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1 I Vl/H/XV Ol IF THEBRUNSWICKftBEACON |Q|
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Local Boy Makes Good Sense
Rickey Miller talks about someday retiring and
coming hack home to Brunswick County; but
for now, his wife Lori has her car stuck in the
snow in Homer, Pennsylvania, where he owns and
operates the largest satellite dish business in the state.
But that's not the Seaside native's current claim to
fame. That would be "Robostop," one of those
inventions that makes you say to yourself, "Geez. 1
could have thought of that..."
But you didn't and he did.
It all happened on a hut day when Miller, a 1975
West Brunswick High School graduate and football
team alumnus, was stuck in traffic at a construction
site. He asked the Hag lady why she couldn't just sit
down on a stool or something.
Because that would be dangerous, she answered.
Flaggers need to be able to get out of the way in a
hurry if cars come too close.
Miller went home and designed the remote
controlled robot which flags cars while a person
controls it from a safer spot. A dagger places
"Robostop," a sign mounted on a moving stand, at the
edge of the road and moves to a safer position. As
traffic approaches, the worker pushes a button,
causing Robostop to turn its sign from "stop" to
The device can rotate a 36- or 4X-inch stop/slow
paddle for greatly increased visibility, an important
feature on niiiy or winding roads.
It will collapse if struck by a vehicle, so there's no
chance it will be knocked into anything or anybody. It
can also be directed to give off a strobe light or sound
a siren when a vehicle strikes it. or even comes
At first, he says, he was looking at the idea from a
"comfort factor. But then I started to look at it from
the safety factor."
He worked up a model and showed it to the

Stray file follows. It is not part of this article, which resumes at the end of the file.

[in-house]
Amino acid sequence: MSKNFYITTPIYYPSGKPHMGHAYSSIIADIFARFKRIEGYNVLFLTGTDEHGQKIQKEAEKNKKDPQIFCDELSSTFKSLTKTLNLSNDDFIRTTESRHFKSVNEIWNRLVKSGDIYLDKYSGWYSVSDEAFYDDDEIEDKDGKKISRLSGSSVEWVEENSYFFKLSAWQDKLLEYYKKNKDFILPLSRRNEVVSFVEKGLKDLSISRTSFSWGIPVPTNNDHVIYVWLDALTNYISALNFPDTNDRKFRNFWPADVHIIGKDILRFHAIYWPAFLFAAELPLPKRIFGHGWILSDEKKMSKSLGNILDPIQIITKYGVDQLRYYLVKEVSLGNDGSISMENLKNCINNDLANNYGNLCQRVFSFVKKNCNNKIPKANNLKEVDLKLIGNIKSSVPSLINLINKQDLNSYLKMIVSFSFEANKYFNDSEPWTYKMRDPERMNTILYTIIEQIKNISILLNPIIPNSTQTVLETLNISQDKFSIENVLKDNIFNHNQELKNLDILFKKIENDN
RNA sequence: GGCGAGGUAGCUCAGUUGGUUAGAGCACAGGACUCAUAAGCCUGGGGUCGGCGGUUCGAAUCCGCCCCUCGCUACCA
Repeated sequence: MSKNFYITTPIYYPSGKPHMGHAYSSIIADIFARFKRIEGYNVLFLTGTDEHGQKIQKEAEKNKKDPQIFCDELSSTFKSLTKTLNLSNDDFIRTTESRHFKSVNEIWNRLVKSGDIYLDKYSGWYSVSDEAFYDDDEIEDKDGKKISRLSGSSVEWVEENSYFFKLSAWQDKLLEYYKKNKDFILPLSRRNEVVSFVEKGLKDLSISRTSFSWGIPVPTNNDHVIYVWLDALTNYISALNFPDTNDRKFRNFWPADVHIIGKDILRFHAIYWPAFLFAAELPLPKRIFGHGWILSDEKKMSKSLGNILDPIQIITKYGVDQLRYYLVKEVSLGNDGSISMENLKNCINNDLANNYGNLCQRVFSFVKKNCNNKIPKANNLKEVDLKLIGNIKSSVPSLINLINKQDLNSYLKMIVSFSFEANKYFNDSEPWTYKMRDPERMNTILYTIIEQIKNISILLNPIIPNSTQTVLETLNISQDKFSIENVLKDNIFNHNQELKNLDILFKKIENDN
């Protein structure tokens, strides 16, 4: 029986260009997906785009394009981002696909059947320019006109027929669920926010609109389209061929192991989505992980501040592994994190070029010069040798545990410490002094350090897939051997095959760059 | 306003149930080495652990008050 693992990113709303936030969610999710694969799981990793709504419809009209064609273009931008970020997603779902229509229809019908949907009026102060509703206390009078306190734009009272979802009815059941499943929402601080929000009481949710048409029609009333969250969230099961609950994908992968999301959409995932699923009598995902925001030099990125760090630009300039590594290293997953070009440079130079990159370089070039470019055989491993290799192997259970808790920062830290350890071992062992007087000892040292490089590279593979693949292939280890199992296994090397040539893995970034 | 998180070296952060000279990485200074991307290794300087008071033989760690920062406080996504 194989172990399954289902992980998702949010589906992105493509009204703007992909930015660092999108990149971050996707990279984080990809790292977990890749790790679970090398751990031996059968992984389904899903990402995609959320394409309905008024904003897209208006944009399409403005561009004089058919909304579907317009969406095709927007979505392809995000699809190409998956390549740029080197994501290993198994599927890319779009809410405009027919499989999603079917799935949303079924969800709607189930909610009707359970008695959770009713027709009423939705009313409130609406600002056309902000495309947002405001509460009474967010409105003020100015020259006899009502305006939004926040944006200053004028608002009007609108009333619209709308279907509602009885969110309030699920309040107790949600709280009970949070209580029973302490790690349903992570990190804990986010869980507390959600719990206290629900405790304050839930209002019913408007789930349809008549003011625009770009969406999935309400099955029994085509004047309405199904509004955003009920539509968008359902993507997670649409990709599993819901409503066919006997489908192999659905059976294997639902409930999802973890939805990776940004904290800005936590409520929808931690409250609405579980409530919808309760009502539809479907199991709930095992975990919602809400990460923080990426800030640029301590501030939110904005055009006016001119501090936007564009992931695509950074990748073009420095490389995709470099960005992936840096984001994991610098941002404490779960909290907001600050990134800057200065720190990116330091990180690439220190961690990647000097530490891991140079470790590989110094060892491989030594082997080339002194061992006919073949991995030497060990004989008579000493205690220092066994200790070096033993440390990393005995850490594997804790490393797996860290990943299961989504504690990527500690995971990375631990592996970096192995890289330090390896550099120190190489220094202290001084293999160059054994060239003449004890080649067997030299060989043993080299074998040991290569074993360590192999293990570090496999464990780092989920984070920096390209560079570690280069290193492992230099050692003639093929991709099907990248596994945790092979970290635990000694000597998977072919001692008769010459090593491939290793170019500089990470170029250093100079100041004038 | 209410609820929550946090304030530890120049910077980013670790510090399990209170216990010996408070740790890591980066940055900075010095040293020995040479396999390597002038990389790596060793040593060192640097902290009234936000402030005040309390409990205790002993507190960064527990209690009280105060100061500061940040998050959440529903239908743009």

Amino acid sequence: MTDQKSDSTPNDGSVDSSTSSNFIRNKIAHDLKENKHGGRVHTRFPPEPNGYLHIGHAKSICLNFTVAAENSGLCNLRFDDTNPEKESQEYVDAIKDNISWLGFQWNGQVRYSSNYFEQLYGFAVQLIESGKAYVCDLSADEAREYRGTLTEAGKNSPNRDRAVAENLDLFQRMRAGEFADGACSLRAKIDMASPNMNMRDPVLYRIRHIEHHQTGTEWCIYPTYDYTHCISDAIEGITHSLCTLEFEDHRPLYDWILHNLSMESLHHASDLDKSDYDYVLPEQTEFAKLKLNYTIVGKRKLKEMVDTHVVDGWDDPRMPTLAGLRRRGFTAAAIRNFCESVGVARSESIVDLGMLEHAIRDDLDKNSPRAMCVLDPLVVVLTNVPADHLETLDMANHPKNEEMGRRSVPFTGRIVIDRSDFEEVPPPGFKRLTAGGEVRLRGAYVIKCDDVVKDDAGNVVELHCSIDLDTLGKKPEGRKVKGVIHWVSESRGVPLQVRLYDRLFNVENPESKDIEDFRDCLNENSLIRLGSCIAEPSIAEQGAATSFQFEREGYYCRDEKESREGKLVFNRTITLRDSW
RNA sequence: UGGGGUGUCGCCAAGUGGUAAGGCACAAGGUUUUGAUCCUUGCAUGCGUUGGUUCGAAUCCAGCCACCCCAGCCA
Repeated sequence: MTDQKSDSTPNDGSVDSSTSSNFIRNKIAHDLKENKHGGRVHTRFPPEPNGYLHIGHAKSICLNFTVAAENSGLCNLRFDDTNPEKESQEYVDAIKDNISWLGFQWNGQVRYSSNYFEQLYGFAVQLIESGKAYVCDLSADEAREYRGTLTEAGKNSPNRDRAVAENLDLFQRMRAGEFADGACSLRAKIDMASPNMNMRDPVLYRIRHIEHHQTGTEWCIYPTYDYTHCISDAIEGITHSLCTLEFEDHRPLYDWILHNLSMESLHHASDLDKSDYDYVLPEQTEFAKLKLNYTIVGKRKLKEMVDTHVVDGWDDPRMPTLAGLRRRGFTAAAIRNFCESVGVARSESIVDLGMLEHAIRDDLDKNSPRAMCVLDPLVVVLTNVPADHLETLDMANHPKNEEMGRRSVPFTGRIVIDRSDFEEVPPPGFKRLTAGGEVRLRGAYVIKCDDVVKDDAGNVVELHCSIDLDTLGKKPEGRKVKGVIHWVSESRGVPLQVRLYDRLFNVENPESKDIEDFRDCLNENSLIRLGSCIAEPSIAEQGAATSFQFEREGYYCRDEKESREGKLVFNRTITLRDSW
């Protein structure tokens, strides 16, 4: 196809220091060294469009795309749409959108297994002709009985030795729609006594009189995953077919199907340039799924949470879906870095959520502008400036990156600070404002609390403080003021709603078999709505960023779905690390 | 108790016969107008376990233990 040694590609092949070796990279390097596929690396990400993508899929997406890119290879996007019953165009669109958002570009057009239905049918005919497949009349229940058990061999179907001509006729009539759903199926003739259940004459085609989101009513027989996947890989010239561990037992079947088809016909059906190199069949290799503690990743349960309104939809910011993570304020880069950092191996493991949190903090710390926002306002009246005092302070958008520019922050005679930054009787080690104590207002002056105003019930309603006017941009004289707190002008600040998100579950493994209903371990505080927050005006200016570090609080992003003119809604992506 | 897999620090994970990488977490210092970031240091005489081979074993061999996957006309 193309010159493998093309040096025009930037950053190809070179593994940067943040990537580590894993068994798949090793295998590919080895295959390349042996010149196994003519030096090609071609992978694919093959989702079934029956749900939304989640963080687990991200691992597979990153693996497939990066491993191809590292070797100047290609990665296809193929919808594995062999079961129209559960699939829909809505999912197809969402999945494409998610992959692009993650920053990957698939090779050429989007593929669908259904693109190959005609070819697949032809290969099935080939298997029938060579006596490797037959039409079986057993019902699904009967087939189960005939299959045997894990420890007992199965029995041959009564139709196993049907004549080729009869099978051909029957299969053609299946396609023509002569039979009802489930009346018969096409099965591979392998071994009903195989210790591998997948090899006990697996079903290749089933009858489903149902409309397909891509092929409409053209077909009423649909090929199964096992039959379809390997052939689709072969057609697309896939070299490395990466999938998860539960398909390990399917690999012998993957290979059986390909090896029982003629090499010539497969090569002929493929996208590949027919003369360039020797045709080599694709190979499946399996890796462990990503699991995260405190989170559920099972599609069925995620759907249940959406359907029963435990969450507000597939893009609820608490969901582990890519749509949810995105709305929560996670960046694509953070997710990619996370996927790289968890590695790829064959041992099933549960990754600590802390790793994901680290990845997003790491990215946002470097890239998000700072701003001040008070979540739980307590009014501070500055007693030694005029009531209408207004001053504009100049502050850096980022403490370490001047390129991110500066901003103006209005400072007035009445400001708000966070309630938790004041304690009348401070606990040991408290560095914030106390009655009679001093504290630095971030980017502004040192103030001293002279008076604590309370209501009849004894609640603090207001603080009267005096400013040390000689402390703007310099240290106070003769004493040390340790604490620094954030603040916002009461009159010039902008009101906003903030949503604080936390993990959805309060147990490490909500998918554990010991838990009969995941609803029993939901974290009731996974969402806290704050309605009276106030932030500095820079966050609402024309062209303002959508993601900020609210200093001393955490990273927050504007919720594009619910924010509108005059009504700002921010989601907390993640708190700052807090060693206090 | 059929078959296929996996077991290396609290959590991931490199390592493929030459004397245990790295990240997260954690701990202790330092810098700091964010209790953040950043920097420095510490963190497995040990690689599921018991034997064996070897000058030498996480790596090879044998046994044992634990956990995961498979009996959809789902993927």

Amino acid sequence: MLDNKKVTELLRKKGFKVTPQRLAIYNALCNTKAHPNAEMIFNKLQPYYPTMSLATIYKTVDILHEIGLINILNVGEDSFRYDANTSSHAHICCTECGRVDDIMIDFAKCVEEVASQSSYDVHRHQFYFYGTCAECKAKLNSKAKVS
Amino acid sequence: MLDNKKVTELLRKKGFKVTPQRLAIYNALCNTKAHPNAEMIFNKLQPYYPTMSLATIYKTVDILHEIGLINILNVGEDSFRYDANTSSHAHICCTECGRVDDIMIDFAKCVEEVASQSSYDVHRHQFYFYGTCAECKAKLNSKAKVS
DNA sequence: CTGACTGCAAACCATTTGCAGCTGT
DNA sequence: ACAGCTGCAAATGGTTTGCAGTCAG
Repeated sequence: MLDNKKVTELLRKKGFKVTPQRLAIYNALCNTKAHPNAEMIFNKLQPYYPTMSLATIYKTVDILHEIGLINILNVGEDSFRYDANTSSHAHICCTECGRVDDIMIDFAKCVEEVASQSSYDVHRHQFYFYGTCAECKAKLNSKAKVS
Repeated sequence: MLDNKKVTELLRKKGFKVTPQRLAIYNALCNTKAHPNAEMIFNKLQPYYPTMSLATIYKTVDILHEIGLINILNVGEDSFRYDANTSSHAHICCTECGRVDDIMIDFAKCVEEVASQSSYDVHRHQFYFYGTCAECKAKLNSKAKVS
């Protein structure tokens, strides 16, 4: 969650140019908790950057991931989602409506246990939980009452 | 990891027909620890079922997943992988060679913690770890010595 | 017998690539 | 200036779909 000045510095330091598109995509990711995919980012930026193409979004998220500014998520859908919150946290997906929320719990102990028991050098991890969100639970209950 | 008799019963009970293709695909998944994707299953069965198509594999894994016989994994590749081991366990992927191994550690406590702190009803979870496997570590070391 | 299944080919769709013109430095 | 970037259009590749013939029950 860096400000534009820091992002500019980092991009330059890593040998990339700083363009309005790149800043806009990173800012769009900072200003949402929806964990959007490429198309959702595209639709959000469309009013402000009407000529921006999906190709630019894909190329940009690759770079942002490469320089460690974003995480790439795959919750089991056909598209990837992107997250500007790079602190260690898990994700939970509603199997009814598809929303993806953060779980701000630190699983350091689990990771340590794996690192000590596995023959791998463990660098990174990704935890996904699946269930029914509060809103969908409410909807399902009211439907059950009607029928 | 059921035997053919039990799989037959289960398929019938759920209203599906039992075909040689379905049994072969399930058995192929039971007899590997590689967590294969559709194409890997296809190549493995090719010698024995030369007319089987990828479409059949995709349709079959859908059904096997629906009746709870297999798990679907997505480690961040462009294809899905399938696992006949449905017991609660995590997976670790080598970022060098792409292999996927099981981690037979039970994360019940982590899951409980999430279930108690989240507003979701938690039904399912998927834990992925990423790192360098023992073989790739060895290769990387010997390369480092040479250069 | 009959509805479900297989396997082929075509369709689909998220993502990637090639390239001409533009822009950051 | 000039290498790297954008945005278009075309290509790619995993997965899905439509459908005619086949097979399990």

Pennsylvania Department of Transportation, whose
officials liked it. He sought help in developing and
marketing Robostop from Samuel Singer, president of
Ouintech Electronics and Communications of Indiana.
Miller said he fully expected to hit a roadblock, so
to speak, with the PennDOT but was pleasantly
surprised to find the agency very receptive. Though he
admits Robostop can't be used on every type of job, it
would be a welcome innovation on many.
There turned out to be more advantages than he
had even considered. I le learned that safety is a real
problem for flaggers and that 15 PennDOT employees
were injured in traffic accidents in work zones
between July 1992 and 1993 Public and private
agencies in every state experience the same problems,
"When you talk about having to pay out $30,(MX)
to $40,000 in worker's compensation per person, now
it suddenly makes sense," said Singer in justifying the
robot's SI.500 to $2,000 price as compared to the basic
hand-held slow/stop sign motorists are used to seeing
and heeding at road construction sites.
There's also the unexpected benefit to the disabled,
who haven't been able to work as traditional flaggers,
but some of whom may be able to do that type of work
with the aid of Robostop.
In addition to highway work, the device has
applications for regulating traffic at such events as
BY LYNN CARLSON
BRUNSWICK NATIVE Rickey Miller (left) poses with Robostop, technical operations manager Frank Filing (center) and Sam Singer, CFO of Quintech.
Inc. at a traffic safety convention in Florida this past July.
concerts, sporting events and even school crossings, and
a wireiess remote has been developed.
Now, the patent on Robostop is pending, and a
lobbyist has been hired to push the device in Congress.
Application has been made tor approval by the U.S.
Department of Transportation, and Robostop is
approved for sale in three or four states and in Canada.
Pennsylvania has approved it for testing and for sale on
an experimental basis.